Hello once again my lovelies. It occurs to me that I haven't actually blogged since my request for people to sign up to my mailing list. Alas, some things have changed since then. You've probably heard already, but my trip to Peru didn't work out. Increasing security concerns have meant I can't go until things settle down again, which sucks, but is unavoidable. And so, instead of looking toward an intimidating, yet certain, short term future in South America, I am looking towards a safe, yet completely uncertain long term future somewhere, anywhere, else.
Good grief. So many commas. I told myself I'd reign them in, but to no avail.
Right at this very moment I'm sitting at the dining table at my friend Jess' house in New Zealand. She and my other friend Denise live closer to Auckland city than Lewis does (I'm currently staying with Lewis) so I'm staying here for a few days to see the sights. I'm feeling sort of reflective and peaceful, but I need to get some thoughts down and express my worry about what on Earth I'm actually going to do with myself now. I mean, that's a little silly since I've stopped feeling sorry for myself by now, but the fact remains - I don't actually know what I'm doing.
A lovely subscriber of mine by the name of Stephanie sent me a package just before I left for NZ. Thankfully the package was not full of anthrax - as the television would have had me believe - but was full of Jesus Culture CDs. So I'm listening to "Your Love Never Fails" by Jesus Culture, which has been a great comfort to me since my plans were abruptly thrown into turmoil. Its line, "You make all things work together for my good", while not strictly theologically true, is still a good reminder of the real verse upon which it is based: Romans 8:28.*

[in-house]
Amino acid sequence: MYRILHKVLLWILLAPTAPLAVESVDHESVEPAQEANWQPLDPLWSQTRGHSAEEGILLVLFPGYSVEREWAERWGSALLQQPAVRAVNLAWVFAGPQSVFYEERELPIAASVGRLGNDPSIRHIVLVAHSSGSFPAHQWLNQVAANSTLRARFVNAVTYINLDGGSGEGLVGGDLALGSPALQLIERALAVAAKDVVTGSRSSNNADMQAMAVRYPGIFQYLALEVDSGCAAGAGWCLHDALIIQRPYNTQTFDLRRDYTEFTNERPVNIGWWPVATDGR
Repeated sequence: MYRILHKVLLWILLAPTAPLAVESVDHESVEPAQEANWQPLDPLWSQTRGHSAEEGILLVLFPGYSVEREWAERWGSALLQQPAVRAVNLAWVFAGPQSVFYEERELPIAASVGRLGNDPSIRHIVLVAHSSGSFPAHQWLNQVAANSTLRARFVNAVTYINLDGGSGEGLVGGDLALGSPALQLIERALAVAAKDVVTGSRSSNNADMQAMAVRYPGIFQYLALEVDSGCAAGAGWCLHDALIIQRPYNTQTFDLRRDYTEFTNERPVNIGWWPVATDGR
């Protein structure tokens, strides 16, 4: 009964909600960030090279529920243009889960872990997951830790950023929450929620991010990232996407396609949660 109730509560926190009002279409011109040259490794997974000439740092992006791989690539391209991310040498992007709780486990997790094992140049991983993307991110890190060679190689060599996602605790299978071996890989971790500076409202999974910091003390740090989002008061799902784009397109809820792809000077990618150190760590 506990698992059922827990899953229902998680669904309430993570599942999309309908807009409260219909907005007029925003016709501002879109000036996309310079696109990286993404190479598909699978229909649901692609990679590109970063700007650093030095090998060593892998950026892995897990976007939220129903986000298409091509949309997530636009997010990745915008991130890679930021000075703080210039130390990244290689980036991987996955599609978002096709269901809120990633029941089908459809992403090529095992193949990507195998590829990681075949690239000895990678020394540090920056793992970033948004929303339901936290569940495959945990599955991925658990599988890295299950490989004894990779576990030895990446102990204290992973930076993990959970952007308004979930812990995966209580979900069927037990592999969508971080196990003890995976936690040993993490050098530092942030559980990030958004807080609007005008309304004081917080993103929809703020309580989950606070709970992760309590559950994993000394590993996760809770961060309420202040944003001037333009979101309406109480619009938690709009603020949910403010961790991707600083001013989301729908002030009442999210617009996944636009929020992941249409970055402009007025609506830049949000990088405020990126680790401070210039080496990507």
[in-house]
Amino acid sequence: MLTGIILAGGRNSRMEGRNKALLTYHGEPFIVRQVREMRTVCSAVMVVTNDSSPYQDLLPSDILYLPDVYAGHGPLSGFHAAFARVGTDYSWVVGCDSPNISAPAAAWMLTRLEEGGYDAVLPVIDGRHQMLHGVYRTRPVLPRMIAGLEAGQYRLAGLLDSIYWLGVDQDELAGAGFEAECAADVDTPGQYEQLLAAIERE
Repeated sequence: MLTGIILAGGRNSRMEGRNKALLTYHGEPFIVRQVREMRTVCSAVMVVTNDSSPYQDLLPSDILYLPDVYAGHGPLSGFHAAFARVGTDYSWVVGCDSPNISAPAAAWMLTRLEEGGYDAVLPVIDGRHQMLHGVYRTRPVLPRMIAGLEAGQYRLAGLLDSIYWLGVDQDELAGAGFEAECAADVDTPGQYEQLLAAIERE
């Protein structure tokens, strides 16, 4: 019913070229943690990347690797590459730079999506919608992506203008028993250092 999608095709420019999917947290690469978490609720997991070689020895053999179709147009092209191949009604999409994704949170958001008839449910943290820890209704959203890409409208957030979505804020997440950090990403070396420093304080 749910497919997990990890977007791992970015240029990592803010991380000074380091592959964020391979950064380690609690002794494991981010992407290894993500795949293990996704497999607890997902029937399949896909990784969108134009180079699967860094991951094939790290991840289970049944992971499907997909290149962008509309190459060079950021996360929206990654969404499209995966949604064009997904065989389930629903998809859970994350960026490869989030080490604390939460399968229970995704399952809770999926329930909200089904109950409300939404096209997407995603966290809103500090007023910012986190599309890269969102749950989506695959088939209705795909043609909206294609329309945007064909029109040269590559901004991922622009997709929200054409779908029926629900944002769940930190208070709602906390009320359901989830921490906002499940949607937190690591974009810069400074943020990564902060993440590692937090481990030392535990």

I hate to sound like some starry-eyed, Christian cliché, but I know this will work out for the best. We are told that following God means surrendering our own plans. Almost every testimony I've heard has included some variation on the line "Jesus came into my life and messed it all up, and I couldn't be gladder." It's a cheesy line, as if we couldn't see the end coming as soon as you started, but whatever. It has proven true for my own life so far, and it is a sentiment repeated by all sorts of Christian people I hold in high regard. I don't know what's coming, but I'm sure it will be something good.
You stay the same through the ages,
Your love never changes,
There may be pain in the night, but joy comes in the morning,
And when the oceans rage,
I don't have to be afraid,
Because I know that you love me,
Oh, your love never fails.
Okay, I'm going to go to bed. I'm sleeping in the lounge room and I bet I'm going to be woken up early in the morning. I'll try and blog more often, it's nice.
*The verse actually reads "And we know that in all things God works for the good of those who love him, who have been called according to his purpose." If we truly believed that God made all things work together for our individual good, we raise a lot of problems and basically reduce Christianity into a huge, rule-ridden, tradition-bound version of The Secret. Instead, the verse is clearly focused on the people of God as a whole, working together in community and forsaking our individual gain, such as in Matthew 10:37-42, and would be better sung as "You make all things work together for OUR good."